A DIY Campus Preservation Plan: Lessons Learned at the University of Mary Washington: A For-Credit Academic Class of Graduate Students Gets Involved with UMW's Campus Heritage and Works to Integrate It with the Overall Campus Master Planning Process

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The University of Mary Washington (UMW) in Fredericksburg, Virginia, was founded in 1908. This article describes the process that led to the UMW preservation plan. Unlike most preservation plans, the UMW plan was developed in-house with limited funds. Furthermore, the catalyst for the plan was a grassroots effort on the part of students and alumni to prevent widespread demolition on campus as laid out in a proposed campus master plan. The article will recount the events that led to the preservation plan; describe its integration with the campus master plan; and discuss the opportunities, challenges, and luck that can make a collaborative process fruitful or futile.

Tumultuous Beginnings

The first step toward the UMW preservation plan was an inauspicious one: public meetings on the proposed campus master plan (CMP) brought out discontent, particularly from historic preservation students. The university administration, led at the time by President Judy Hample, had contracted for a new CMP in 2008, which was first presented to the university community in fall 2010. The architectural consultants for the CMP were not tasked with including historic preservation among their concerns, with predictable results. A centerpiece of the plan was the razing of Seacobeck Hall (once pronounced Sack-O-Beck, it is now generally mispronounced See-Ko-Bek), which houses the university dining services, to make room for a new student center and dining facility. The plan also included the demolition of six other campus buildings, or close to one-third of the buildings on campus. Students and alumni, many from the historic preservation program, reacted swiftly and vehemently.

The first and most urgent fight was for Seacobeck. The building, designed by Charles Robinson in 1931 (Free Lance-Star 1931), is one of the most recognizable on campus and is an important anchor of the campus design. From its onset, the effort to save the building was led by students and alumni. Students put up posters on campus to encourage the student body to get involved, leveraged social media such as Facebook and Twitter, and held a rally as part of the National Trust for Historic Preservation "This Place Matters" campaign. These efforts were documented both in the student paper The Bullet, as shown in figure 1, and in the Fredericksburg Free Lance-Star and were taken up by numerous alumni. Letters from these alumni poured in, a number of them threatening their continued donations to the university. Thankfully, the university administration and, in particular, incoming ninth president Richard Hurley responded thoughtfully and with an open mind. Considering the strong reaction from students and alumni, the administration put demolition plans on hold and appointed the Seacobeck Resolution Committee to determine the best course of action for Seacobeck Hall and the relocation of dining services in early November 2010, less than two months after the CMP was first unveiled.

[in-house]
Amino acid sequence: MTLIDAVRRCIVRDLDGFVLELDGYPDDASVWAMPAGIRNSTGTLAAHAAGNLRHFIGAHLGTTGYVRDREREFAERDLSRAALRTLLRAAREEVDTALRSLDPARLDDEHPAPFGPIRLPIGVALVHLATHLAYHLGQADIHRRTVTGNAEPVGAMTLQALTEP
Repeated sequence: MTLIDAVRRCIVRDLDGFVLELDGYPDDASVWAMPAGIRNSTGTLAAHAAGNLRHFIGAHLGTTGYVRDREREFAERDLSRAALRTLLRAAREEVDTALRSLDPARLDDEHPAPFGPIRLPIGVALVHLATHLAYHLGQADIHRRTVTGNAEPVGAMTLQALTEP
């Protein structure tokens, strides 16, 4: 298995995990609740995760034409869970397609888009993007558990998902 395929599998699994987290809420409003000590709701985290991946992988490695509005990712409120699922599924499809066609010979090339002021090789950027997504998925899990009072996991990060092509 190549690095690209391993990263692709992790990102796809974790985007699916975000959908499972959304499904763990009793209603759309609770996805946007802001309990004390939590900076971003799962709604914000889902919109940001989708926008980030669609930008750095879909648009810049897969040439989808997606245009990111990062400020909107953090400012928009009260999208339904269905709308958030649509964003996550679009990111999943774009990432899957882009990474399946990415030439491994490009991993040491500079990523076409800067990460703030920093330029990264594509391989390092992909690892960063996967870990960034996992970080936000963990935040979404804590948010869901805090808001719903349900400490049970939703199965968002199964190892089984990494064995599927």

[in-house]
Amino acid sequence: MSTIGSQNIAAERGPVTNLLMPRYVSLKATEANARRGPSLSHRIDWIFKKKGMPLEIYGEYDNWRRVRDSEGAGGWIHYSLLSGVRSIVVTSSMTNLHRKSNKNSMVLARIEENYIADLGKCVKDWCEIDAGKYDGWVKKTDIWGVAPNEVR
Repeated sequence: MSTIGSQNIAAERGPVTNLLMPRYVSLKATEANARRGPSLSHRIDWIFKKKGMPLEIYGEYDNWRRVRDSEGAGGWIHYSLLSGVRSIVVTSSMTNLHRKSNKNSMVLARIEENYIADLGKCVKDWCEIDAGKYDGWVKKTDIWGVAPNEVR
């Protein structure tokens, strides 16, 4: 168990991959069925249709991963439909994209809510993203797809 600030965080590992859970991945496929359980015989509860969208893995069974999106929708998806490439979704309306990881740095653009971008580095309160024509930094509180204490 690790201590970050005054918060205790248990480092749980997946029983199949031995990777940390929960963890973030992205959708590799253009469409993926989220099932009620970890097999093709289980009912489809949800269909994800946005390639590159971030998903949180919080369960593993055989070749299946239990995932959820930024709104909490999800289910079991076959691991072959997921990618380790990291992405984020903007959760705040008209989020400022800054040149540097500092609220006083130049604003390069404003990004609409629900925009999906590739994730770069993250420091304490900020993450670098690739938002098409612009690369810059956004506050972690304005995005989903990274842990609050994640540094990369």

The administration went even further: to be proactive in terms of preservation concerns, another committee was established on January 20, 2011, to create a campus preservation plan. President Hurley appointed preservation faculty Michael Spencer as author of the plan and tasked him and the committee with developing a plan that could work in conjunction with the CMP.

The choice of a rating system for classifying buildings on the UMW campus was tackled very early in the plan process, in large part due to the ongoing Seacobeck situation, which had only been temporarily placed on hold. Professor Spencer, who was also appointed as a member of the Seacobeck Resolution Committee, spearheaded this decision.

Using National Register status as the basis for building analysis was almost immediately dismissed as ineffective in the context of UMW since none of the university buildings are listed. Furthermore, a single binary system seemed too inflexible considering the variety of buildings on campus. …


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